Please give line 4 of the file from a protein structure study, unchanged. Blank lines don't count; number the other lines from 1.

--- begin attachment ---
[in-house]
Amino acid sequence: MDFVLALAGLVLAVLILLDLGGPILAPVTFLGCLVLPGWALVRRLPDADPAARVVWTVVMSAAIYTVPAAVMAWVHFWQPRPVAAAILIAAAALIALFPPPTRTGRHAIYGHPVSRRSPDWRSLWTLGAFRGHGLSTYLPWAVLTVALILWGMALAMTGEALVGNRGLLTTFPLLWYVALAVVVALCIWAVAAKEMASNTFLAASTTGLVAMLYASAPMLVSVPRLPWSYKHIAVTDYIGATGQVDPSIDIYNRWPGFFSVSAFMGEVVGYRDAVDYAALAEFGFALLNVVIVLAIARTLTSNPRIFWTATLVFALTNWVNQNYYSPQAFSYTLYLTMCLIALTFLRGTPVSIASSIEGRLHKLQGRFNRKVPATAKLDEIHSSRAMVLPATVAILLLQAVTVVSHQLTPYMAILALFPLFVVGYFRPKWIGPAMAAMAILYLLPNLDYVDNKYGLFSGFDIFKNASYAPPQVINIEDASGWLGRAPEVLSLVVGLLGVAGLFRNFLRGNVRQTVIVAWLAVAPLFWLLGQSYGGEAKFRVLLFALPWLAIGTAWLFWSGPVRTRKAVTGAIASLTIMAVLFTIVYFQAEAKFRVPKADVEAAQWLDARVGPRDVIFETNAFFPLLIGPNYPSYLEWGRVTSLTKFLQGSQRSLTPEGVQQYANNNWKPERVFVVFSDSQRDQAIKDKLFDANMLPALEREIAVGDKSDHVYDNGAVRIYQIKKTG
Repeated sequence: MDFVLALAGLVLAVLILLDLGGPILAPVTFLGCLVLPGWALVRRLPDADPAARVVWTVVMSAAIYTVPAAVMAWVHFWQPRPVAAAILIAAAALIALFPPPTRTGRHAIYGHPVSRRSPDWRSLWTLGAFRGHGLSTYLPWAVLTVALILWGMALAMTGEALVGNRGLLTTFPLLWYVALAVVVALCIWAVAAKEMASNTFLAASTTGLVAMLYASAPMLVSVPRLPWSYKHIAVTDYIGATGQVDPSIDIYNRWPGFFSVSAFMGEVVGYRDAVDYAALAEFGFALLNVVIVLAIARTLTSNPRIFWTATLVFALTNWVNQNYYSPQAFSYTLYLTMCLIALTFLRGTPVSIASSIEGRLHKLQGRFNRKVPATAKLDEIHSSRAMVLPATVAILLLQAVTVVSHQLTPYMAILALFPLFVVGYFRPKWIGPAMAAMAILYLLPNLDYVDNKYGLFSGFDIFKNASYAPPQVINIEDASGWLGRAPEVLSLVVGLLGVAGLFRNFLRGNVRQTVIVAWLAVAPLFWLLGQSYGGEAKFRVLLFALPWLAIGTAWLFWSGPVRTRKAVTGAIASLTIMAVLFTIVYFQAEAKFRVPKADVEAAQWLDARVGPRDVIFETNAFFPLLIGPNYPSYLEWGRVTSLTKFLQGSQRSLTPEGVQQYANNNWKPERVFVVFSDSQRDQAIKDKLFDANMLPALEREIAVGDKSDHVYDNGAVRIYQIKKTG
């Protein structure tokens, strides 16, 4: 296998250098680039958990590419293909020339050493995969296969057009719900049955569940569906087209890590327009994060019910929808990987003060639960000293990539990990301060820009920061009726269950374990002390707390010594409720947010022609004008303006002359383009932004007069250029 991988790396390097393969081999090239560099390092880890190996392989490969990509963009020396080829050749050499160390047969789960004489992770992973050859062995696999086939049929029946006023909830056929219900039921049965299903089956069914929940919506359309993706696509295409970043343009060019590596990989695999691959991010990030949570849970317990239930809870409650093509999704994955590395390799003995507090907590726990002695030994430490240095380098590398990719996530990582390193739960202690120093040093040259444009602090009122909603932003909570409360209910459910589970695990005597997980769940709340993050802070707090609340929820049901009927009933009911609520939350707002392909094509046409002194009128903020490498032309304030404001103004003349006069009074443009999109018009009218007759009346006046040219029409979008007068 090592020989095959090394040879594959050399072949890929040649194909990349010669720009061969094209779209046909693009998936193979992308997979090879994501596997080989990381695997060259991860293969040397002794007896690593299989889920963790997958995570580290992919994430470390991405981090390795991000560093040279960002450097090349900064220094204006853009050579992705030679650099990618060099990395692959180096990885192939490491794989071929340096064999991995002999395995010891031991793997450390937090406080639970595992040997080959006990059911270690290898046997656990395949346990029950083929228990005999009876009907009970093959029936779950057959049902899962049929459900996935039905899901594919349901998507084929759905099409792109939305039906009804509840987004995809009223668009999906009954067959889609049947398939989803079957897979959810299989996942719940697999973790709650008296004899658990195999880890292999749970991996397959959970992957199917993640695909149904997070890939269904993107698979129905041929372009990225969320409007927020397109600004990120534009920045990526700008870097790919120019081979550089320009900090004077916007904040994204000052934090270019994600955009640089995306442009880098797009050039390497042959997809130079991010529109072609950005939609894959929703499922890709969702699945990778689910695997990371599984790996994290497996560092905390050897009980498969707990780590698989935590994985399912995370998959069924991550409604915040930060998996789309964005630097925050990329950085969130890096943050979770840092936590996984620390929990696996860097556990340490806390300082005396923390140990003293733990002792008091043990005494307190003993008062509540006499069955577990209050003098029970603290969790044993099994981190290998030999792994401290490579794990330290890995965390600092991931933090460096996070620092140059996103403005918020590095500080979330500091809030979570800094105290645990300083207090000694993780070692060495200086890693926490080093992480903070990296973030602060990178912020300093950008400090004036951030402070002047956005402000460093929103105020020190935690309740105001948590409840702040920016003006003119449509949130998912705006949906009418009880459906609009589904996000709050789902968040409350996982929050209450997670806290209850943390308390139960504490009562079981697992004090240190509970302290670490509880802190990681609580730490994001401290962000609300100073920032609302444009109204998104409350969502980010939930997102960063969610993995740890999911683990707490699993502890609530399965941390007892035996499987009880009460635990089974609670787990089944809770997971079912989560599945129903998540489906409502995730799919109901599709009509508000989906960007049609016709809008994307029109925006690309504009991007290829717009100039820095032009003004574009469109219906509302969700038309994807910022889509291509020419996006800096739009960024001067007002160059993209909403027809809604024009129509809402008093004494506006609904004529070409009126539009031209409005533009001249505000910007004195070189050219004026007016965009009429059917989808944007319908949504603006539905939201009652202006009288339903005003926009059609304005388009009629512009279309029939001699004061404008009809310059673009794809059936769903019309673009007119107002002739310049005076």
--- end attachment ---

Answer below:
């Protein structure tokens, strides 16, 4: 296998250098680039958990590419293909020339050493995969296969057009719900049955569940569906087209890590327009994060019910929808990987003060639960000293990539990990301060820009920061009726269950374990002390707390010594409720947010022609004008303006002359383009932004007069250029 991988790396390097393969081999090239560099390092880890190996392989490969990509963009020396080829050749050499160390047969789960004489992770992973050859062995696999086939049929029946006023909830056929219900039921049965299903089956069914929940919506359309993706696509295409970043343009060019590596990989695999691959991010990030949570849970317990239930809870409650093509999704994955590395390799003995507090907590726990002695030994430490240095380098590398990719996530990582390193739960202690120093040093040259444009602090009122909603932003909570409360209910459910589970695990005597997980769940709340993050802070707090609340929820049901009927009933009911609520939350707002392909094509046409002194009128903020490498032309304030404001103004003349006069009074443009999109018009009218007759009346006046040219029409979008007068 090592020989095959090394040879594959050399072949890929040649194909990349010669720009061969094209779209046909693009998936193979992308997979090879994501596997080989990381695997060259991860293969040397002794007896690593299989889920963790997958995570580290992919994430470390991405981090390795991000560093040279960002450097090349900064220094204006853009050579992705030679650099990618060099990395692959180096990885192939490491794989071929340096064999991995002999395995010891031991793997450390937090406080639970595992040997080959006990059911270690290898046997656990395949346990029950083929228990005999009876009907009970093959029936779950057959049902899962049929459900996935039905899901594919349901998507084929759905099409792109939305039906009804509840987004995809009223668009999906009954067959889609049947398939989803079957897979959810299989996942719940697999973790709650008296004899658990195999880890292999749970991996397959959970992957199917993640695909149904997070890939269904993107698979129905041929372009990225969320409007927020397109600004990120534009920045990526700008870097790919120019081979550089320009900090004077916007904040994204000052934090270019994600955009640089995306442009880098797009050039390497042959997809130079991010529109072609950005939609894959929703499922890709969702699945990778689910695997990371599984790996994290497996560092905390050897009980498969707990780590698989935590994985399912995370998959069924991550409604915040930060998996789309964005630097925050990329950085969130890096943050979770840092936590996984620390929990696996860097556990340490806390300082005396923390140990003293733990002792008091043990005494307190003993008062509540006499069955577990209050003098029970603290969790044993099994981190290998030999792994401290490579794990330290890995965390600092991931933090460096996070620092140059996103403005918020590095500080979330500091809030979570800094105290645990300083207090000694993780070692060495200086890693926490080093992480903070990296973030602060990178912020300093950008400090004036951030402070002047956005402000460093929103105020020190935690309740105001948590409840702040920016003006003119449509949130998912705006949906009418009880459906609009589904996000709050789902968040409350996982929050209450997670806290209850943390308390139960504490009562079981697992004090240190509970302290670490509880802190990681609580730490994001401290962000609300100073920032609302444009109204998104409350969502980010939930997102960063969610993995740890999911683990707490699993502890609530399965941390007892035996499987009880009460635990089974609670787990089944809770997971079912989560599945129903998540489906409502995730799919109901599709009509508000989906960007049609016709809008994307029109925006690309504009991007290829717009100039820095032009003004574009469109219906509302969700038309994807910022889509291509020419996006800096739009960024001067007002160059993209909403027809809604024009129509809402008093004494506006609904004529070409009126539009031209409005533009001249505000910007004195070189050219004026007016965009009429059917989808944007319908949504603006539905939201009652202006009288339903005003926009059609304005388009009629512009279309029939001699004061404008009809310059673009794809059936769903019309673009007119107002002739310049005076």